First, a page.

• Avatar patrick in reply to Jason Kuznicki says:

          > First, even some philosophers would beg
          > to differ about whether philosophy really
          > progresses.

          I suppose this depends on how one defines progress. If you’re trying to solve the same problem, and you’re all developing frameworks that have to punt on some serious deficiency in order to claim to solve the problem, then your particular framework suffers from the same weakness that the last guy’s framework did, really. On the other hand, if I have six different frameworks to look at the same situation and they call come to the same conclusion about what’s the right thing to do, I’m likely better off than if I only have one.

          Every framework has its own blind spots. I’d rather have six different instruments to measure something than only one. Seven’s even better.

          > Second, I can’t imagine anyone putting any
          > faith in colonization.

          The Universe will outlast the Earth, Mr. K. Indeed, by a stretch of time so unimaginably large that they don’t even compare.

          Sooner or later, we’re going to get our butts off this rock. Or, this rock will be uninhabitable and the point will be moot. As pessimistic as I am about many things relating to the human condition, we’re feisty buggers and we have a tendency to survive pretty major crises.Report

        • Avatar Murali in reply to Jason Kuznicki says:

          We call them charter cities now. The other word c****y is verbotem.Report

    • Avatar RTod in reply to Jason Kuznicki says:

      @ Jason: “But are we comfortable with the implication — which I detect, and which others might not — that the content of the philosophy itself is always irrelevant?

      Put less confrontationally, are some philosophies more immune to these processes than others? Or are all equal in this sense?”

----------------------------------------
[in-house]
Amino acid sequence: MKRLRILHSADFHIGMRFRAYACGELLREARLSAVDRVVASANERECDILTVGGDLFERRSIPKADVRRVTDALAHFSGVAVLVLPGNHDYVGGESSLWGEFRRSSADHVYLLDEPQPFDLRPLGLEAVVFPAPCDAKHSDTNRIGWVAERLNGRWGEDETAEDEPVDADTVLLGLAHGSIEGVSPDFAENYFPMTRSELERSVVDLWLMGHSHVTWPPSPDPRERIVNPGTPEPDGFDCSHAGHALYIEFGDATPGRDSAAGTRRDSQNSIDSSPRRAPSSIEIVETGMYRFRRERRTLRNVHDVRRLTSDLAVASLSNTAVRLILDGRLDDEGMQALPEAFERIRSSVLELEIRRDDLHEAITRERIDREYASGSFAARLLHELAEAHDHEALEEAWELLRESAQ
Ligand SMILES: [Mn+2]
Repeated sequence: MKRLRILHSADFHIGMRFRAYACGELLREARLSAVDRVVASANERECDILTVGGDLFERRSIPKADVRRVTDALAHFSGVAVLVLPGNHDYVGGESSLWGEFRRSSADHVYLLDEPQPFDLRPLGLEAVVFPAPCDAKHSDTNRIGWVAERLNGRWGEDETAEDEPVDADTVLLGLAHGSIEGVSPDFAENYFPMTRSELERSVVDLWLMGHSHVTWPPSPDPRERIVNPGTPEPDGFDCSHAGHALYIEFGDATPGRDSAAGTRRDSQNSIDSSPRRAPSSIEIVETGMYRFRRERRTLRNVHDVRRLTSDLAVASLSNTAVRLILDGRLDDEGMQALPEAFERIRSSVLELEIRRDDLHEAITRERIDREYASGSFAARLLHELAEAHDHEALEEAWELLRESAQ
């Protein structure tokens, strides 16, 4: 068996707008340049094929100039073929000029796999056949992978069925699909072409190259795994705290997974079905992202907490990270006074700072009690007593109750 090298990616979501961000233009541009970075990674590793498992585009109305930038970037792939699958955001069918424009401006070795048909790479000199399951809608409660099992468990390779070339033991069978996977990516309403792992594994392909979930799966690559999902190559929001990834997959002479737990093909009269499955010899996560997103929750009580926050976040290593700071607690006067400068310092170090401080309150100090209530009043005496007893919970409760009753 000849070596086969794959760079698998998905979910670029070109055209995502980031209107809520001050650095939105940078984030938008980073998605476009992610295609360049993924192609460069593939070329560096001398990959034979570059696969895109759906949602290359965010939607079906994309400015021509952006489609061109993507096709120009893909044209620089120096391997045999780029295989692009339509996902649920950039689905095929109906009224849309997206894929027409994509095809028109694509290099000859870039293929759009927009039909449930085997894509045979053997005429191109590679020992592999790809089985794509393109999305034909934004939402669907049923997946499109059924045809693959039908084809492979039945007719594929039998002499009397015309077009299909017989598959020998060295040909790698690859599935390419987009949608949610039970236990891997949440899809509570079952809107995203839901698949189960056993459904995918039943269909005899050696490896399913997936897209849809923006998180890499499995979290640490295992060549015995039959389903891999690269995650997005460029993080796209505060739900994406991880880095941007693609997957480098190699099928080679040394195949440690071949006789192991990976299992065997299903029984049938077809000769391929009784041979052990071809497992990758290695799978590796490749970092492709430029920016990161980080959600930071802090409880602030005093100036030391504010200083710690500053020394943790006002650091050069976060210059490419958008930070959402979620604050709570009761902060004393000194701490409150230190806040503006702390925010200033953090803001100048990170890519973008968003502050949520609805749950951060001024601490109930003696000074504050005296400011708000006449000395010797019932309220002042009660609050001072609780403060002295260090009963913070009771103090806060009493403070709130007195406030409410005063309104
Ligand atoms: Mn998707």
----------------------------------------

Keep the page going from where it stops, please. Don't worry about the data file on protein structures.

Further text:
I think the issue is that philosophy is a single blade that we assume we can use as a swiss army knife. (Yep, I’m going to leave this terrible metaphor there just cause I’ve already typed it.)

      Philosophy seems to work phenomenally as an academic exercise, and I do not use that phrase facetiously. As a way to hone logical thinking and problem solving (in a purely verbal way) philosophy is a great tool; it may be second to none when it comes to sharpening a mind.

      But when we decide that we can – for lack of better wording – use it as a noun and not a verb, it never works.

      I think philosophy works well when sharpening policy. I think it leads to bad things when used as a goal in and of itself.Report

  5. Avatar Kyle Cupp says:

    Even the best of all possible philosophies wouldn’t rid the kingdom of corrupt, vain rulers or eliminate the people’s lingering sad sense that the kingdom could be better. The boy set out to do the impossible, and learned (maybe) that whatever benefit philosophy has, the kingdom isn’t governed by it. It’s ruled by people who will use whatever they can, the good and the bad, to hold and gain power. The boy really should have started a cable news network.Report

  6. Avatar DensityDuck says:

    “As Trippyism grew in stature, some of the Thinkers were joyful to learn that their place in the movement brought great personal boon. Shopkeepers often gave them meat pies for free, or refilled their tankards without extra charge.”

    Of course, since Trippyism had privation and asceticism as two of its most fundamental tenets, those Thinkers who availed themselves of these benefits were not truly practicing Trippyism. But admitting this would wreck the parable so we’ll pretend it doesn’t matter.Report

Leave a Reply

Your email address will not be published. Required fields are marked *